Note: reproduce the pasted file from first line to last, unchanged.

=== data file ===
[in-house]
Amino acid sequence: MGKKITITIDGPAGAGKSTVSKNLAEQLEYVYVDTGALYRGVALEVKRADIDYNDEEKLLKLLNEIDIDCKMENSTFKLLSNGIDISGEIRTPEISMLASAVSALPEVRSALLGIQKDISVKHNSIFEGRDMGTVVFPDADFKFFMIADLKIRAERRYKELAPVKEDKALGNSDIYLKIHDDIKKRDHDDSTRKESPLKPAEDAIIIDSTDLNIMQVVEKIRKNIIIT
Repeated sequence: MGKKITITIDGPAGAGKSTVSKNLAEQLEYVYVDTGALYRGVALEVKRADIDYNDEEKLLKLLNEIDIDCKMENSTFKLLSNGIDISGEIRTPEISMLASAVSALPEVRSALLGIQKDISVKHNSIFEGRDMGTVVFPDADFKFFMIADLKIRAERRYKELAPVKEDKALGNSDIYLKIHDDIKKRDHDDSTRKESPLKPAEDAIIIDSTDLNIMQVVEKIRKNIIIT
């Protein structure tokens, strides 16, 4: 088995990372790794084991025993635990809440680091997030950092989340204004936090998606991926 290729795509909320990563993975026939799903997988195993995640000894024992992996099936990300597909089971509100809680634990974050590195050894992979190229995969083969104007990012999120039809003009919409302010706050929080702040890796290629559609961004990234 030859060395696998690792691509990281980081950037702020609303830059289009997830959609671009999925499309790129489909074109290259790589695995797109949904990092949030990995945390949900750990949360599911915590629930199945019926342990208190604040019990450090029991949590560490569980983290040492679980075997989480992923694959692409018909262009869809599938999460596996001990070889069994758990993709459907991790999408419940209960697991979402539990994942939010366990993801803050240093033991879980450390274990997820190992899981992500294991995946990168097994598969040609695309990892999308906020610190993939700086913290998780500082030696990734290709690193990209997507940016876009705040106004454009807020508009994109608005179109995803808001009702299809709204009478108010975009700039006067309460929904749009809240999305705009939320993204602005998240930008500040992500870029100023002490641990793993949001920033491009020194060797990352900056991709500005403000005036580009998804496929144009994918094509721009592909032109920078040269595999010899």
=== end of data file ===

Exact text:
[in-house]
Amino acid sequence: MGKKITITIDGPAGAGKSTVSKNLAEQLEYVYVDTGALYRGVALEVKRADIDYNDEEKLLKLLNEIDIDCKMENSTFKLLSNGIDISGEIRTPEISMLASAVSALPEVRSALLGIQKDISVKHNSIFEGRDMGTVVFPDADFKFFMIADLKIRAERRYKELAPVKEDKALGNSDIYLKIHDDIKKRDHDDSTRKESPLKPAEDAIIIDSTDLNIMQVVEKIRKNIIIT
Repeated sequence: MGKKITITIDGPAGAGKSTVSKNLAEQLEYVYVDTGALYRGVALEVKRADIDYNDEEKLLKLLNEIDIDCKMENSTFKLLSNGIDISGEIRTPEISMLASAVSALPEVRSALLGIQKDISVKHNSIFEGRDMGTVVFPDADFKFFMIADLKIRAERRYKELAPVKEDKALGNSDIYLKIHDDIKKRDHDDSTRKESPLKPAEDAIIIDSTDLNIMQVVEKIRKNIIIT
């Protein structure tokens, strides 16, 4: 088995990372790794084991025993635990809440680091997030950092989340204004936090998606991926 290729795509909320990563993975026939799903997988195993995640000894024992992996099936990300597909089971509100809680634990974050590195050894992979190229995969083969104007990012999120039809003009919409302010706050929080702040890796290629559609961004990234 030859060395696998690792691509990281980081950037702020609303830059289009997830959609671009999925499309790129489909074109290259790589695995797109949904990092949030990995945390949900750990949360599911915590629930199945019926342990208190604040019990450090029991949590560490569980983290040492679980075997989480992923694959692409018909262009869809599938999460596996001990070889069994758990993709459907991790999408419940209960697991979402539990994942939010366990993801803050240093033991879980450390274990997820190992899981992500294991995946990168097994598969040609695309990892999308906020610190993939700086913290998780500082030696990734290709690193990209997507940016876009705040106004454009807020508009994109608005179109995803808001009702299809709204009478108010975009700039006067309460929904749009809240999305705009939320993204602005998240930008500040992500870029100023002490641990793993949001920033491009020194060797990352900056991709500005403000005036580009998804496929144009994918094509721009592909032109920078040269595999010899």